Looking back to the hotel and station
Off I went, map in hand, making adjustments every few steps to my pack and attire, faffing on the move. I left the main road at Achintee and after being a little disturbed by finding signposts (I never trust them, signs just want to misplace me!) I was off up the hill and into the wilds. It didn't take long, with a little huffing and puffing, to leave all signs of civilisation behind and feel I was entering a vast wilderness. On my own. With a map and compass. Hmmm, should have thought about that a bit more!
Into the wild
The weather was okay, if a little threatening. There were a few showers and at times a brisk breeze, but on the whole, not an unpleasant walking day. I stopped often to check I was still on track, I am terribly doubtful of myself at times and I regularly paused to orientate the map, check my surroundings and pick out landmarks. Of course I wasn't lost, I just had to convince myself. There wasn't another soul in sight. I did however feel fine, no nausea, no anxiety, just walking and musing and soaking in the wilderness. 
There be weather out there
Eventually I could see a bothy deep in the glen below and hopefully, it would be Bendronaig Lodge! It takes a little care to pick out the path to join a decent track. That track takes you briefly out of view of the bothy, which is a little disheartening, but then you find this delightful little bridge, a curiously pretty man made feature in this otherwise virtually untouched land.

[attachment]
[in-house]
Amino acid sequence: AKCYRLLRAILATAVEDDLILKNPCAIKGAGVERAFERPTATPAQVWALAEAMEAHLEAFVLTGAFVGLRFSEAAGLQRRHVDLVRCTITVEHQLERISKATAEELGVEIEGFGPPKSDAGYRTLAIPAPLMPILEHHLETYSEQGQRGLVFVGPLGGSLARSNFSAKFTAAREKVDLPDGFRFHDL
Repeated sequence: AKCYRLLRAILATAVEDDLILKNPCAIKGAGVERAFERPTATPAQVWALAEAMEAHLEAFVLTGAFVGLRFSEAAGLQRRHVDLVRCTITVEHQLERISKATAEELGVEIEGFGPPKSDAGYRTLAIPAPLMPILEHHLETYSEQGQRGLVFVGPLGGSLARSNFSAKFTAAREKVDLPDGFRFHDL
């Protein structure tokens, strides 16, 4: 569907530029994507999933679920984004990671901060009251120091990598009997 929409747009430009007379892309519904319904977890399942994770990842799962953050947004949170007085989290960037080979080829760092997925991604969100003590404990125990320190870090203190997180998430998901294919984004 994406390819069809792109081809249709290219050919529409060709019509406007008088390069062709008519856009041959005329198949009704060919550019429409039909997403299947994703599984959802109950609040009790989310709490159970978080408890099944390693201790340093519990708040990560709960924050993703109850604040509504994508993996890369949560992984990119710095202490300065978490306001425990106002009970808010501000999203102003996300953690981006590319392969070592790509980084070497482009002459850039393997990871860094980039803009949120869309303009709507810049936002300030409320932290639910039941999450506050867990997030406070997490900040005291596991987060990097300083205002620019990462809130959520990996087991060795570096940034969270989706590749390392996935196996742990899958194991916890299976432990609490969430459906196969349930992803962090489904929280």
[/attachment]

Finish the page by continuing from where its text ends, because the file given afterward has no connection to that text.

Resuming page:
Pretty bridge
Bendendroig Lodge bothy
The main room
When I reached the bothy I found Carol, Sandy and another couple whose name I've forgotten (this could become a running theme...) and an indoor toilet! My new friends soon disappeared (?!) in the direction of Maol-bhuidhe I believe and I started as I meant to go on (again) by taking off my boots, firing up the trusty Flash and having a proper, warm, sit down lunch. After a while I was joined by Nicole. Nicole and I were both first timers last year but never met. We've briefly connected via our blogs this last year so it was lovely to meet and chat. Bit depressing that she'd caught me up after leaving at lunch time however! She made crumbs then soon left me as I decided to wait for Vanessa as I fancied a bit of walking company by now. She arrived and rested a while before we carried on towards Pait Lodge. The afternoon had brightened considerably, but there was still the odd shower and a slight chill in the air.
 Looking brighter
We walked for a short while, chatting and catching up, before we happened upon a crossing. There was one of 'those' dodgy looking bridges or a ford. I wasn't keen on either, nor was Vanessa, so how I found myself being leader and tottering across the bridge I'll never know. There was much careful foot placement and waiting for the swaying to stop between each step, but I made it. Looking back, not quite sure how I managed the last bit. I encouraged Vanessa across, despite her apprehension. Afterwards she told me that despite not being able to hear my words, my voice was calming and helped. Good stuff.
Ah. One of 'those' bridges
We walked and chatted and breathed until reaching the feature described on the map as 'shieling'. This is an overstatement, but one I was aware of, so we found shelter on the far side of it just for a rest. Vanessa was in some discomfort from her slightly stuffed pack and after a while, I realised she'd gone awfully quiet.
"Vanessa? Are you all right?"
"...I'd just nodded off."